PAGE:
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Which Product Do You Want to Sell?

Of some people it has been said, “They could sell snow to Eskimos.” Actually, they couldn’t. No matter how good a sales rep, nobody can sell a weak product for more than a short period of time (“You can fool some of the people some of the time…,” etc.). And so it is at Dartmouth. There are two high level jobs open now (not counting the Dean of the Faculty, and, ahem, the Provost position). Which one would you like to fill? And where might you stand a better chance of being successful?

Try on the Vice President, Presidential Initiatives and Principal Gifts for size. Phil will have been in Hanover for four years in June, and a capital campaign has long been in the offing, but our President is still searching for a worthy to fill this critical position — I say “still” because I did a post on June 23, 2016 about the open job. Here’s the first part of the current Help Wanted ad:

Advancement VP.jpg

My June post cited a memo dated March 8, 2016 that announced that Michael Kiefer was leaving as VP. Wow. Phil is gearing up for the capital campaign, and the staffer who is supposed to land the big ones has effectively been gone for a year now.

What does that tell you? It tells me that nobody serious in the fundraising world wants to work with either temperamental Bob Lasher ‘88 or feckless Phil Hanlon ‘77 — whose administration offers almost nothing in the way of checkbook-opening initiatives or leaders who can inspire donors to be generous. It also says that Phil is a terrible judge of character — by all reports he still loves Bob Lasher, when all about him have lost respect for the man and his inabilities. Judging character is probably the top requirement for a senior manager.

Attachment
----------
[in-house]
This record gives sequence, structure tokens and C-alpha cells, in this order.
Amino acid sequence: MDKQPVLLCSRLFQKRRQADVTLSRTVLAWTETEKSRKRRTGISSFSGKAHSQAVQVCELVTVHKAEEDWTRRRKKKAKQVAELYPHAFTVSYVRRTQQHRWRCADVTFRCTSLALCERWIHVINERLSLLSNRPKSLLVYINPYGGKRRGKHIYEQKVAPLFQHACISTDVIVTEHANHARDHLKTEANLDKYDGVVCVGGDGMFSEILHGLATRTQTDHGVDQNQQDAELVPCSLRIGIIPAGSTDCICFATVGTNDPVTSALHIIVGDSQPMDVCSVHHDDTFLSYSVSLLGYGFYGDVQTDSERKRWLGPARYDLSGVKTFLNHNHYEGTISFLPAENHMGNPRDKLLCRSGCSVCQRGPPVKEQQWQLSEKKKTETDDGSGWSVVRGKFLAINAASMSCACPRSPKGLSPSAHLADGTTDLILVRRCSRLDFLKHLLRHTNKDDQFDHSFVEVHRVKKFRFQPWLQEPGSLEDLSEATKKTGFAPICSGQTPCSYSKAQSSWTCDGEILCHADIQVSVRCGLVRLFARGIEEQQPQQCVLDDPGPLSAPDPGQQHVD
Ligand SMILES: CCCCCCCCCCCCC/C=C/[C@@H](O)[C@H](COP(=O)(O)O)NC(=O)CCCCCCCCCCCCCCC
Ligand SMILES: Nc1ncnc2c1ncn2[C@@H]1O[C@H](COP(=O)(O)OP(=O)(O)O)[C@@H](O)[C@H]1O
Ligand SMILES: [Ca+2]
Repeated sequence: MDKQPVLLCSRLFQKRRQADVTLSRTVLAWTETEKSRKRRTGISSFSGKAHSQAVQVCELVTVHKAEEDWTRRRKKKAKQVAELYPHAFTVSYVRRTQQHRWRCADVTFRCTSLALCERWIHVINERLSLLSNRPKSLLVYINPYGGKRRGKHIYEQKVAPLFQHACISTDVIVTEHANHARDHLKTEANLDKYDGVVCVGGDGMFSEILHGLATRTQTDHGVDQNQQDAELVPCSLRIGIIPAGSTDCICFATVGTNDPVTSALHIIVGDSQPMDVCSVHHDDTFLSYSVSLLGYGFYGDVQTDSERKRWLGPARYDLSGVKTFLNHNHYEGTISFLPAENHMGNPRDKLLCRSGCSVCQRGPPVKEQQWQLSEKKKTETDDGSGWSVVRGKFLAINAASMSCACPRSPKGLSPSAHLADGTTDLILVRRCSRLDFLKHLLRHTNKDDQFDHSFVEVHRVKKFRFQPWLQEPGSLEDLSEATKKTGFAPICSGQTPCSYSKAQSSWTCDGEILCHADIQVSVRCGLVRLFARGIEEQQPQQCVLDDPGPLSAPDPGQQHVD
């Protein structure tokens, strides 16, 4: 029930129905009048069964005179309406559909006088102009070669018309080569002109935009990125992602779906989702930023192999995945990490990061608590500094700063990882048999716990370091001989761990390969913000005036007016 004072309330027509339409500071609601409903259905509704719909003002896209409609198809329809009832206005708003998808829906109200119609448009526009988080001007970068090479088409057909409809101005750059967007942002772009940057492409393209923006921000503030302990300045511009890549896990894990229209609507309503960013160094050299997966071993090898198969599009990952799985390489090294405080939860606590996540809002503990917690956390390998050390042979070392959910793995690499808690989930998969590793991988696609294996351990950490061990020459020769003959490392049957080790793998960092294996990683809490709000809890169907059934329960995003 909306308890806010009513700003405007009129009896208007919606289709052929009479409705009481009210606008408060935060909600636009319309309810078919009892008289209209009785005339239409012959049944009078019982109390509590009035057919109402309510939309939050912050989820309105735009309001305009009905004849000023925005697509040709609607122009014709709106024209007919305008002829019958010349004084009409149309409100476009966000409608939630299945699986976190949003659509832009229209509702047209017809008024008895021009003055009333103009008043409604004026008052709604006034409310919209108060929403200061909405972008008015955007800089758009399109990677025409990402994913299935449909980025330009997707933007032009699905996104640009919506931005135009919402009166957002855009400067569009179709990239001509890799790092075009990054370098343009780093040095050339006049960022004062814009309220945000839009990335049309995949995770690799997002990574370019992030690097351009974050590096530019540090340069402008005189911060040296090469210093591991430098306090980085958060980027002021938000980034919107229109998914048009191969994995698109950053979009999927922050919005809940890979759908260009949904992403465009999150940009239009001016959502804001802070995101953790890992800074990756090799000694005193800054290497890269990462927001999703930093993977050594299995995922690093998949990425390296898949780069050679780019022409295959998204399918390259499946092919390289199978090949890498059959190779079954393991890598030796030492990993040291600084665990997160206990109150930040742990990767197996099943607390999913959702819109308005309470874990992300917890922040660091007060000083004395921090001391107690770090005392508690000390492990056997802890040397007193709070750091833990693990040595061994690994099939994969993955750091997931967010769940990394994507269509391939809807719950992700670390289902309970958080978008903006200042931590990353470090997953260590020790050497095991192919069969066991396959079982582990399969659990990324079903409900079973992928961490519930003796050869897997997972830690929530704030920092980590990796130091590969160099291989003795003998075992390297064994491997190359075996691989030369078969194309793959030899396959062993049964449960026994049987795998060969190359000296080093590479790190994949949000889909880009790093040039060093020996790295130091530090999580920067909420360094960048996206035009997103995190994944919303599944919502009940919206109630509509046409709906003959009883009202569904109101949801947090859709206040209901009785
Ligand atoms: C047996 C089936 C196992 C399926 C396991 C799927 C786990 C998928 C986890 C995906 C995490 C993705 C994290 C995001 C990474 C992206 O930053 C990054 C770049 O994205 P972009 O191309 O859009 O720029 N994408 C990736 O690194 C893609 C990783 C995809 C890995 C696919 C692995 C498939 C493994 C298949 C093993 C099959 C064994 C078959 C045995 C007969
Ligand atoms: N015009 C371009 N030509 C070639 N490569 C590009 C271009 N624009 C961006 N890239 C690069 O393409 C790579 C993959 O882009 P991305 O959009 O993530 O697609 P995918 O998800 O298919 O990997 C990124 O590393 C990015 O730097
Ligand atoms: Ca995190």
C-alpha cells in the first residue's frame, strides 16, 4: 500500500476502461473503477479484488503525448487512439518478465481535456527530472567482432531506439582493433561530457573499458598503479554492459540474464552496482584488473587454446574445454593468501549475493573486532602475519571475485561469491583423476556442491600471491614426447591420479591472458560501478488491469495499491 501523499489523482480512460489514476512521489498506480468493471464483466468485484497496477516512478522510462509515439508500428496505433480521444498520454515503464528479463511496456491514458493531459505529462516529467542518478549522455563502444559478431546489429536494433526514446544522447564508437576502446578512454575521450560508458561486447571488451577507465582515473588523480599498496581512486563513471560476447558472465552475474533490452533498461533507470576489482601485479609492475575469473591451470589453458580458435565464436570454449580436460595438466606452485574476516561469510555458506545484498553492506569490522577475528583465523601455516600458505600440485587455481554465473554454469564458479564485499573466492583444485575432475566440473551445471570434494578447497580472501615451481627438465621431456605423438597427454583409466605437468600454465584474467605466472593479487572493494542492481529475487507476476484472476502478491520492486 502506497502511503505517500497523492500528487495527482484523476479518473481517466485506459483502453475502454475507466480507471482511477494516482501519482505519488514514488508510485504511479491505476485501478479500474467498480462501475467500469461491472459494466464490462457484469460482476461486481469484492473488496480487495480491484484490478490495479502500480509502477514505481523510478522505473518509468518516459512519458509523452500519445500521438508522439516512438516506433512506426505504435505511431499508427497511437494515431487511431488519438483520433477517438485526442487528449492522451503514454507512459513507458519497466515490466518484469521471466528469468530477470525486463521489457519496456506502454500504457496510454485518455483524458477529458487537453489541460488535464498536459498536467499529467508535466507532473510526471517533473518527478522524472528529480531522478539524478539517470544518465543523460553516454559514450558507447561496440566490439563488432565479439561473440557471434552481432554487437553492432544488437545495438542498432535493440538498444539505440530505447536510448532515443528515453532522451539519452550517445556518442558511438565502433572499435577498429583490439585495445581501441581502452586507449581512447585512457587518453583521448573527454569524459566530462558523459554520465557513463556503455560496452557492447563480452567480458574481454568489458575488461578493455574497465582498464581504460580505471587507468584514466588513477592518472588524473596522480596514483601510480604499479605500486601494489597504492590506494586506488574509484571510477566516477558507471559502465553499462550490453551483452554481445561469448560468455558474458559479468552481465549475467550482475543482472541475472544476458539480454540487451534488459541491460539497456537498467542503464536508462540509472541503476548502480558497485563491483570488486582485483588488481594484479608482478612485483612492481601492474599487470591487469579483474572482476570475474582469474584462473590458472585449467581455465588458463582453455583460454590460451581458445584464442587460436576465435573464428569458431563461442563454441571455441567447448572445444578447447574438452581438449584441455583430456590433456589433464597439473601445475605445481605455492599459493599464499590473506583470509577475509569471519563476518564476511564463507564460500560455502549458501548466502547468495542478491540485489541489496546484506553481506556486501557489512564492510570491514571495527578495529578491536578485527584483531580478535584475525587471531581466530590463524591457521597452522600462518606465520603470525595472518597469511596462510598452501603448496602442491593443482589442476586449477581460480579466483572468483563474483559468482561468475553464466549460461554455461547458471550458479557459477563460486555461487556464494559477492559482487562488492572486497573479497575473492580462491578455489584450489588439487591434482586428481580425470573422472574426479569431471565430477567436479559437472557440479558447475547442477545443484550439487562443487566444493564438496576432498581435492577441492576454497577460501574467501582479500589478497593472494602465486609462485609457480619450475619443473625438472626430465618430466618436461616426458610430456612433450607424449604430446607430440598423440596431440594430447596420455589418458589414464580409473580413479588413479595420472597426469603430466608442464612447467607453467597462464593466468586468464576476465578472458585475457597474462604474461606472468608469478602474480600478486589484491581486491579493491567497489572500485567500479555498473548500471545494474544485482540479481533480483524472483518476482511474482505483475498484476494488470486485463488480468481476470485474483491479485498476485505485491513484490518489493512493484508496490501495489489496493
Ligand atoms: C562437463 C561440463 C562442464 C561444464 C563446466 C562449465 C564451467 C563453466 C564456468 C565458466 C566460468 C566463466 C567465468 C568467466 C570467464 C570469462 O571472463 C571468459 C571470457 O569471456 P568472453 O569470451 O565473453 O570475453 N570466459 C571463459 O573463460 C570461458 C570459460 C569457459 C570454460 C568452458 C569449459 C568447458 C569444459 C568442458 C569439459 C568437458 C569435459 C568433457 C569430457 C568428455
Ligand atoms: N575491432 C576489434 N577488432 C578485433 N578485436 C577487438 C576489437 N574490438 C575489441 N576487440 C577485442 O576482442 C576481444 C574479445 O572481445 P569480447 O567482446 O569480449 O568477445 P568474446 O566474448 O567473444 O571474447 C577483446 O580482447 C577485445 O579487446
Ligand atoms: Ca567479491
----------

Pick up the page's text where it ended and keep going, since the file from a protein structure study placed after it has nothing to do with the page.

By way of contrast, let’s turn to Tuck, where an Executive Director of Admissions is needed:

Tuck Admissions Director.jpg

Of course, the College receives many more applications that it has spots, too, but Tuck can offer a unique selling proposition: the smallest of the major b-schools; a tight sense of community; by far the most loyal alumni (as measured by the percentage of graduates who give money each year); and a sense that the school understands itself and is on the move upwards from its already comfortable position in the Top 10.

I’d take that status any day over the drifting College, where good initiatives die on the vine for lack of funding, even as tens of millions of dollars are wasted on a bloated and inefficient bureaucracy each year.

Addendum: Note also the distinction between the first paragraphs in each of these two recruiting advertisements. Phil’s bunch provides an overview of the general strengths and prestige of the institution; Tuck’s ad emphasizes today’s excellent student experience. Need I say more?


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